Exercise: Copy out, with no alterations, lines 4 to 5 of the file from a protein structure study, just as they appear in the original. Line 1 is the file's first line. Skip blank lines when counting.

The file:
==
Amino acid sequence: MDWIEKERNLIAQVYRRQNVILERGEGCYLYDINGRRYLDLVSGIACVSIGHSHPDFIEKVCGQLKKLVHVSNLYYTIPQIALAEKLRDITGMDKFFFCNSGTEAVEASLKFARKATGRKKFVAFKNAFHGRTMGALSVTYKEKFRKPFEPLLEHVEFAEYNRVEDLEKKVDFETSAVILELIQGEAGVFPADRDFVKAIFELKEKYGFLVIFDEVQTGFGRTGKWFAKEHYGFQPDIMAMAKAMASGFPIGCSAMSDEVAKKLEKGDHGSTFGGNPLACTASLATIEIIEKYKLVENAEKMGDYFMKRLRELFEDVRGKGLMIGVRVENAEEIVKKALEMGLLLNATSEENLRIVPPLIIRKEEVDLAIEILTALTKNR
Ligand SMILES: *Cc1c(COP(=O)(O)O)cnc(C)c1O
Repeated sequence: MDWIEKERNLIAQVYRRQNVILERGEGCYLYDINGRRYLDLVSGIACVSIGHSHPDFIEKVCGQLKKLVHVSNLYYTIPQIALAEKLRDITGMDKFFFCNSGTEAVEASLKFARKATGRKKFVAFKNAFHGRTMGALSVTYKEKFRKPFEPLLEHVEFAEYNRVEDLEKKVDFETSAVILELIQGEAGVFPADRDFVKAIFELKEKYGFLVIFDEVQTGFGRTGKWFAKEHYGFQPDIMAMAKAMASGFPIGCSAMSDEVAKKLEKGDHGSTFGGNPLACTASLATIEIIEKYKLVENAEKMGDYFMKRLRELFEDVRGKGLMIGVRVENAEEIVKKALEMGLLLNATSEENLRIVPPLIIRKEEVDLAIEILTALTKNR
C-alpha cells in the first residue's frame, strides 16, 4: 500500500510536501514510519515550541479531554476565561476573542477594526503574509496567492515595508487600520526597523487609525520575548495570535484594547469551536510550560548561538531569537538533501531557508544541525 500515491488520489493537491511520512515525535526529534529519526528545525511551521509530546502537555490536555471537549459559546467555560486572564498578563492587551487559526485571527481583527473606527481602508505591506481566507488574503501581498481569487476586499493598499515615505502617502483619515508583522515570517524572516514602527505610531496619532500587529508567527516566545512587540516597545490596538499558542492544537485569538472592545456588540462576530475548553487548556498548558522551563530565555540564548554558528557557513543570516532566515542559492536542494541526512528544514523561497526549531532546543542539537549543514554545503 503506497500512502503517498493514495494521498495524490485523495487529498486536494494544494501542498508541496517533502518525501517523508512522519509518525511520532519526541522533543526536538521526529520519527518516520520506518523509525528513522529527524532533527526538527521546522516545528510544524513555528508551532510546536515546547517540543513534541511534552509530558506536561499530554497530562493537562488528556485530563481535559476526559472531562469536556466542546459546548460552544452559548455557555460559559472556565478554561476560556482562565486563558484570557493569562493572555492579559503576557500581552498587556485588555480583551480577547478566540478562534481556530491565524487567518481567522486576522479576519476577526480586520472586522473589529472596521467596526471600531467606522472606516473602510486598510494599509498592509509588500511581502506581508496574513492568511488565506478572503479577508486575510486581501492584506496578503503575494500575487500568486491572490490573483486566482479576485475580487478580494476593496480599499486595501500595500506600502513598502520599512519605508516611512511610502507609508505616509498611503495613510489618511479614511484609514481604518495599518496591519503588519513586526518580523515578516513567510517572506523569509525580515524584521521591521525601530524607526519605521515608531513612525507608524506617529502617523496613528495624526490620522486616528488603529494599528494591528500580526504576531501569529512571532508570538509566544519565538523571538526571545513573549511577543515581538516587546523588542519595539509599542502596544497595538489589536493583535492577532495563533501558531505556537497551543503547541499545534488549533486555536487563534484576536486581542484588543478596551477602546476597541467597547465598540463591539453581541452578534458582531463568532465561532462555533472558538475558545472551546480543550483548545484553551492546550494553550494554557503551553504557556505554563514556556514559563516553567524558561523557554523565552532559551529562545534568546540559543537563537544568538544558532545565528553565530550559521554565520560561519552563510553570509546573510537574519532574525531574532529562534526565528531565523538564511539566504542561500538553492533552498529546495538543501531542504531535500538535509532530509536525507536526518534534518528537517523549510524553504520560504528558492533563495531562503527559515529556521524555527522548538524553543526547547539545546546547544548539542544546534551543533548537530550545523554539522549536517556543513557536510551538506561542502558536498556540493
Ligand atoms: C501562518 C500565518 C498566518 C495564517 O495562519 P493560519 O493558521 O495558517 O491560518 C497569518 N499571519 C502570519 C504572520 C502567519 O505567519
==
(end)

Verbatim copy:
C-alpha cells in the first residue's frame, strides 16, 4: 500500500510536501514510519515550541479531554476565561476573542477594526503574509496567492515595508487600520526597523487609525520575548495570535484594547469551536510550560548561538531569537538533501531557508544541525 500515491488520489493537491511520512515525535526529534529519526528545525511551521509530546502537555490536555471537549459559546467555560486572564498578563492587551487559526485571527481583527473606527481602508505591506481566507488574503501581498481569487476586499493598499515615505502617502483619515508583522515570517524572516514602527505610531496619532500587529508567527516566545512587540516597545490596538499558542492544537485569538472592545456588540462576530475548553487548556498548558522551563530565555540564548554558528557557513543570516532566515542559492536542494541526512528544514523561497526549531532546543542539537549543514554545503 503506497500512502503517498493514495494521498495524490485523495487529498486536494494544494501542498508541496517533502518525501517523508512522519509518525511520532519526541522533543526536538521526529520519527518516520520506518523509525528513522529527524532533527526538527521546522516545528510544524513555528508551532510546536515546547517540543513534541511534552509530558506536561499530554497530562493537562488528556485530563481535559476526559472531562469536556466542546459546548460552544452559548455557555460559559472556565478554561476560556482562565486563558484570557493569562493572555492579559503576557500581552498587556485588555480583551480577547478566540478562534481556530491565524487567518481567522486576522479576519476577526480586520472586522473589529472596521467596526471600531467606522472606516473602510486598510494599509498592509509588500511581502506581508496574513492568511488565506478572503479577508486575510486581501492584506496578503503575494500575487500568486491572490490573483486566482479576485475580487478580494476593496480599499486595501500595500506600502513598502520599512519605508516611512511610502507609508505616509498611503495613510489618511479614511484609514481604518495599518496591519503588519513586526518580523515578516513567510517572506523569509525580515524584521521591521525601530524607526519605521515608531513612525507608524506617529502617523496613528495624526490620522486616528488603529494599528494591528500580526504576531501569529512571532508570538509566544519565538523571538526571545513573549511577543515581538516587546523588542519595539509599542502596544497595538489589536493583535492577532495563533501558531505556537497551543503547541499545534488549533486555536487563534484576536486581542484588543478596551477602546476597541467597547465598540463591539453581541452578534458582531463568532465561532462555533472558538475558545472551546480543550483548545484553551492546550494553550494554557503551553504557556505554563514556556514559563516553567524558561523557554523565552532559551529562545534568546540559543537563537544568538544558532545565528553565530550559521554565520560561519552563510553570509546573510537574519532574525531574532529562534526565528531565523538564511539566504542561500538553492533552498529546495538543501531542504531535500538535509532530509536525507536526518534534518528537517523549510524553504520560504528558492533563495531562503527559515529556521524555527522548538524553543526547547539545546546547544548539542544546534551543533548537530550545523554539522549536517556543513557536510551538506561542502558536498556540493
Ligand atoms: C501562518 C500565518 C498566518 C495564517 O495562519 P493560519 O493558521 O495558517 O491560518 C497569518 N499571519 C502570519 C504572520 C502567519 O505567519